Another exciting advance in adoptive T-cell immunotherapy made news today thanks to publication of a study by researchers at Memorial-Sloan Kettering Cancer Center (MSKCC) in the journal Science Translational Medicine. The new report extends the utility of the therapy to adult patients diagnoed with acute lymphoblastic leukemia (ALL).
While LLS did not fund the research reported here, these findings add to the promising work in the area of adoptive T-cell immunotherapy that has been reported by LLS-funded Carl June, M.D. and his team at University of Pennsylvania (UPENN) and Children’s Hospital of Philadelphia. The treatment approach uses patients’ own T cells, a type of white blood cell that normally fights viruses and bacterial infections. The patient’s T cells are removed from their body, and then a disabled virus is used as a “vector” to carry new genetic material into the T cells, programming them to recognize and kill any cell that carries a particular protein on its surface. In this case they target the CD19 protein, which is expressed on the surface of B-lymphocytes making it a good target for the T cells to attack.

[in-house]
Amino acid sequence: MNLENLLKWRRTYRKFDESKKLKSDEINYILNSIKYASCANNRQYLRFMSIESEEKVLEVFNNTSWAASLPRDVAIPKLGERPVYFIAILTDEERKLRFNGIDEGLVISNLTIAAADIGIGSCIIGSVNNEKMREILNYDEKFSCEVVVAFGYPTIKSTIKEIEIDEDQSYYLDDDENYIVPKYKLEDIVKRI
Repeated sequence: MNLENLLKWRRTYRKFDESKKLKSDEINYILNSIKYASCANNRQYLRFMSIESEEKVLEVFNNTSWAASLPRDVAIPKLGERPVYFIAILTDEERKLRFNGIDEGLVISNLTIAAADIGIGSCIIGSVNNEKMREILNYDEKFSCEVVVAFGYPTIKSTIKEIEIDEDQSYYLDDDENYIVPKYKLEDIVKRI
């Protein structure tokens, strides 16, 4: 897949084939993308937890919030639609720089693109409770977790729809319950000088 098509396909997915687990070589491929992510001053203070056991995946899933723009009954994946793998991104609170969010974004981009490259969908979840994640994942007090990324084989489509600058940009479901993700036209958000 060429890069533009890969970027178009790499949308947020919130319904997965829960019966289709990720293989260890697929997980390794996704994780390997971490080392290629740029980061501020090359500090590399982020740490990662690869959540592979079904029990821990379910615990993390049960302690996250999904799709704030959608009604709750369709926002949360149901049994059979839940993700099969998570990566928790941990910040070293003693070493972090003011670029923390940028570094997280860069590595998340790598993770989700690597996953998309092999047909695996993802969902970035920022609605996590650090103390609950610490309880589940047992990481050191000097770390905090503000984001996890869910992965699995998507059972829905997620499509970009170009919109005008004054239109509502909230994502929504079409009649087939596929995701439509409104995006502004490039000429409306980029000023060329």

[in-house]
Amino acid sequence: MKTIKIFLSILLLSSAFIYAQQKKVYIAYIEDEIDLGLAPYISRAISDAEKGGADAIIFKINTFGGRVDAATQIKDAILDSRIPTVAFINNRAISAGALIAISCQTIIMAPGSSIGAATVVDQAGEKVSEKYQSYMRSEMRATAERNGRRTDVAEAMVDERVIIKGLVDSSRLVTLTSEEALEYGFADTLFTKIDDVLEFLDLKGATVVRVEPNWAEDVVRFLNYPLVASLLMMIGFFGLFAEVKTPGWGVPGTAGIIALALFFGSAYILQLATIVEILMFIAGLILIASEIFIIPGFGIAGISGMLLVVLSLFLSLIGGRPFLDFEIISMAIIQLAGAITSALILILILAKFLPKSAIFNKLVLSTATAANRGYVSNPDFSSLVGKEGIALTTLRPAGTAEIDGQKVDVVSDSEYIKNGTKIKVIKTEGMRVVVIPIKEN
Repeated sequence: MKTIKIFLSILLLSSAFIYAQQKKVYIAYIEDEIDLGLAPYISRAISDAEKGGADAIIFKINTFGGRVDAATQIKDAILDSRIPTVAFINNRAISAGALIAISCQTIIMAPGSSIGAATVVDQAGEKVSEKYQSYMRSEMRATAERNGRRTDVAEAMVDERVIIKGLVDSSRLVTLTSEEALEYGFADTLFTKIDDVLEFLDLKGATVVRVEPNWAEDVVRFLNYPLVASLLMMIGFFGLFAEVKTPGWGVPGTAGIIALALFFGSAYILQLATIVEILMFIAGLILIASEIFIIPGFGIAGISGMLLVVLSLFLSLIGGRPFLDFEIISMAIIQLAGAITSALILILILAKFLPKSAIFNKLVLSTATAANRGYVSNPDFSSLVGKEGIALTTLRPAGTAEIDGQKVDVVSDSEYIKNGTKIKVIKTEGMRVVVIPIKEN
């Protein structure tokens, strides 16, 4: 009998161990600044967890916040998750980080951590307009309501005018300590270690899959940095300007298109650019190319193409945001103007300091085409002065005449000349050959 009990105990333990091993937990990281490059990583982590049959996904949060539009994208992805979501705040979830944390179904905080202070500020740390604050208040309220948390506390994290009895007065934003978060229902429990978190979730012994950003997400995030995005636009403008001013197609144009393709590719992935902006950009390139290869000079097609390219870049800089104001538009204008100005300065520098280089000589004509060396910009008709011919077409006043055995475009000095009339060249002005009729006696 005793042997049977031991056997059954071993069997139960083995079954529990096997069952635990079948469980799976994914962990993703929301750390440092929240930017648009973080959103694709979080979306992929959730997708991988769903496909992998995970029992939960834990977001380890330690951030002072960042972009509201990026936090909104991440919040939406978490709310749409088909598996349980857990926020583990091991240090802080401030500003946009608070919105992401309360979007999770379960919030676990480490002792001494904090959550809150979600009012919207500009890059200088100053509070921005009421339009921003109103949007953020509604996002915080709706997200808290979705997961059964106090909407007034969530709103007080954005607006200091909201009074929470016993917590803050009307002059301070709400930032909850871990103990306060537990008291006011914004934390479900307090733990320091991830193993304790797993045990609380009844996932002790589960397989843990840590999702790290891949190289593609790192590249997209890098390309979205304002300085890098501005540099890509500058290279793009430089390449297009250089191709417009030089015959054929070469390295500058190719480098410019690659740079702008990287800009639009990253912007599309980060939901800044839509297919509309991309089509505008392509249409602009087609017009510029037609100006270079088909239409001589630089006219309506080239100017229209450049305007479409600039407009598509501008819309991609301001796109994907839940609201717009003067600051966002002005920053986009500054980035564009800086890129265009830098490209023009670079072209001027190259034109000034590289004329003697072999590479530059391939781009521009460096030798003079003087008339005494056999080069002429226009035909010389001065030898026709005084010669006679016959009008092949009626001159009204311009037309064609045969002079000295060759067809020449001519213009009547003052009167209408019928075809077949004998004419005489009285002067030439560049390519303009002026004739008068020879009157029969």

In this latest study, the five patients were adults with recurrent B-cell ALL. The adult patients in the UPENN study had chronic lymphocytic leukemia. As with the UPENN work, the patients achieved remissions; however, in the MSKCC cases, the therapy was used as a bridge until the patients were well enough to undergo a stem cell transplant. The technique used at MSKCC involves a different viral vector and different genetic programming from the one at UPENN.
The news was widely reported today in media outlets including The New York Times and The Wall Street Journal; LLS senior vice president of research Richard Winneker, Ph.D., is quoted in this HealthDay article providing perspective on the MSKCC study.